The Heritage Press edition of Dracula that I have has a three-piece binding with black and blood red; the typesetting is in Monotype Perpetua, and there are thirty-two wood-engravings by Felix Hoffmann.
Since I've been on a radio kick, I will also (assuming I have time) re-listen to the version of Dracula put on by The Mercury Theatre on the Air. It is not their most famous episode -- that will be for my next Radio Greats post -- but it does have the distinction of being their very first, airing on July 11, 1938.
And just because it's worth reminding ourselves that the man thought about more than monsters (and it is part of the reason why Stoker's Dracula manages to be richer in symbolism and human appeal than almost any of its imitators), here's a poem by Bram Stoker:
The One Thing Needful
by Bram Stoker
In Martha's house the weary Master lay,
Spent with his faring through the burning day.
The busy hostess bustled through the room
On household cares intent, and at His feet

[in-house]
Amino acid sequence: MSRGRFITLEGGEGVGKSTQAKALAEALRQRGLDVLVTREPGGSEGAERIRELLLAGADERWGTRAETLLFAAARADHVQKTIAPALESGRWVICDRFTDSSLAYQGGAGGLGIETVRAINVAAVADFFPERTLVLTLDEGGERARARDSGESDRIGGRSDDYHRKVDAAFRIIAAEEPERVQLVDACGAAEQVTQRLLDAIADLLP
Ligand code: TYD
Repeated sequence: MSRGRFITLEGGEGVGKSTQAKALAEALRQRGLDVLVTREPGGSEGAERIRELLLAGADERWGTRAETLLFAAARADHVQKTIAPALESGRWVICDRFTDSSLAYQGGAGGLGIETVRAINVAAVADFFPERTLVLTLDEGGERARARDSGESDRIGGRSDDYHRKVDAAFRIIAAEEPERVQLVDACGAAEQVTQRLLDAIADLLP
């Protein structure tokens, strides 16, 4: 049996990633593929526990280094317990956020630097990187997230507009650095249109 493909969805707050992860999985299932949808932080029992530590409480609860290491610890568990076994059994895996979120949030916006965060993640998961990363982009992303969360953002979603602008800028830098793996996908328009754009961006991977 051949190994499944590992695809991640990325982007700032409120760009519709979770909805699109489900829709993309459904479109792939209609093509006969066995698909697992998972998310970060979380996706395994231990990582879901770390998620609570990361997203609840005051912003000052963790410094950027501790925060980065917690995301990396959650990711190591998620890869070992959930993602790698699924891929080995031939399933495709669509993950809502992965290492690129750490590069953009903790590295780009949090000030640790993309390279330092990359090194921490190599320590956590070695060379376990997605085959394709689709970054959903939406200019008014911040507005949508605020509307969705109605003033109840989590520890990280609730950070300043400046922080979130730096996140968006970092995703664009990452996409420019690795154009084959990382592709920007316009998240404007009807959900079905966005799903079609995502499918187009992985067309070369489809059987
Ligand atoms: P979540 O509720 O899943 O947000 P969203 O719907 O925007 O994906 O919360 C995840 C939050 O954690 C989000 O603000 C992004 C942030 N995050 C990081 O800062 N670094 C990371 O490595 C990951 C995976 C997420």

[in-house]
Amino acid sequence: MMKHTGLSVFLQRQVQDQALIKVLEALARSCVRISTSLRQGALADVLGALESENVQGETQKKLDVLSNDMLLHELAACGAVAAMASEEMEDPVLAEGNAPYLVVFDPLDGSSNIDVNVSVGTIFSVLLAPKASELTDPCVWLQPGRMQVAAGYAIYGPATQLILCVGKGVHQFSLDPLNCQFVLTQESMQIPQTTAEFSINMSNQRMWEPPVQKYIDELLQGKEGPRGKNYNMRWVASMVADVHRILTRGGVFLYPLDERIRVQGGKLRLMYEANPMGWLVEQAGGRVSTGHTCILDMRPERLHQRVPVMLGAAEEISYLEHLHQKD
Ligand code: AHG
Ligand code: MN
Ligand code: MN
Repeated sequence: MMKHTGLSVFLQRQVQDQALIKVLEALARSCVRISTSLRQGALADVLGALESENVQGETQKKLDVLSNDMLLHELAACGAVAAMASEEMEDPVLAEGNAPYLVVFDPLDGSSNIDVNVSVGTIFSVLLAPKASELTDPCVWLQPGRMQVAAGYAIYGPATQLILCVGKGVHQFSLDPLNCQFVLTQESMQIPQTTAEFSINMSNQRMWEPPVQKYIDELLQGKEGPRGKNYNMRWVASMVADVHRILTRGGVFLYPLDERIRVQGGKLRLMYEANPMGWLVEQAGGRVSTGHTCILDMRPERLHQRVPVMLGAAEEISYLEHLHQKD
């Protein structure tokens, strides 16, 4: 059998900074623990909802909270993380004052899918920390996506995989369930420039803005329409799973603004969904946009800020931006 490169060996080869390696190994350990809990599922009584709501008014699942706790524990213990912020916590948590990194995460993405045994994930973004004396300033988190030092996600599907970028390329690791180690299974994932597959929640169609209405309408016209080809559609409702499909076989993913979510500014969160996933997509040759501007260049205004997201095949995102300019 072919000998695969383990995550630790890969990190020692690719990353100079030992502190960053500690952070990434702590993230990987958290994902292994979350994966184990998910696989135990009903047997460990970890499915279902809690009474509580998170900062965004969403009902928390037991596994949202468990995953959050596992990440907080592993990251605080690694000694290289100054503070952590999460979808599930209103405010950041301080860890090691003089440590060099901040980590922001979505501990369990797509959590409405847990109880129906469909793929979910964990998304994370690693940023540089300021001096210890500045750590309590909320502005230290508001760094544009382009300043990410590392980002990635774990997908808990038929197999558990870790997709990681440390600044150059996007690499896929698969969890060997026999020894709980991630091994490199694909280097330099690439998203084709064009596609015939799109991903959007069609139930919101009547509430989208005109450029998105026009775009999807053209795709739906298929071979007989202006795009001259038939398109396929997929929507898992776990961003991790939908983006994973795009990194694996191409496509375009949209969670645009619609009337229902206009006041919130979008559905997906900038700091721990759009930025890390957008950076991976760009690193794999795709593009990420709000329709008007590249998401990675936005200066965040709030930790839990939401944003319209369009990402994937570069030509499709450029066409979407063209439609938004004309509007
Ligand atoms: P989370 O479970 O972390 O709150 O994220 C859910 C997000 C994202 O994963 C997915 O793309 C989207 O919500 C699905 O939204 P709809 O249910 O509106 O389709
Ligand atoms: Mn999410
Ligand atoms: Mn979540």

The gentle Mary took her wonted seat.
Soft came His words in music through the gloom.
Cumbered about much serving Martha wrought--
Her sister listening as the Master taught--
Till something fretful an appeal she made:
"Doth it not matter that on me doth fall
The burden; Mary helpeth not at all?
Master, command her that she give me aid."
"Ah, Martha, Martha! Thou are full of care,
And many things thy needless trouble share."
Thus with the love that chides the Master spake:
"One thing alone is needful. That good part
Hath Mary chosen from her loving heart;
And that part from her shall I never take."
One thing alone we lack. Our souls, indeed,
Have fiercer hunger than the body's need.
Ah, happy they that look in loving eyes.
The harsh world round them fades. The Master's Voice
In sweetest music bids their souls rejoice
And wakes an echo there that never dies.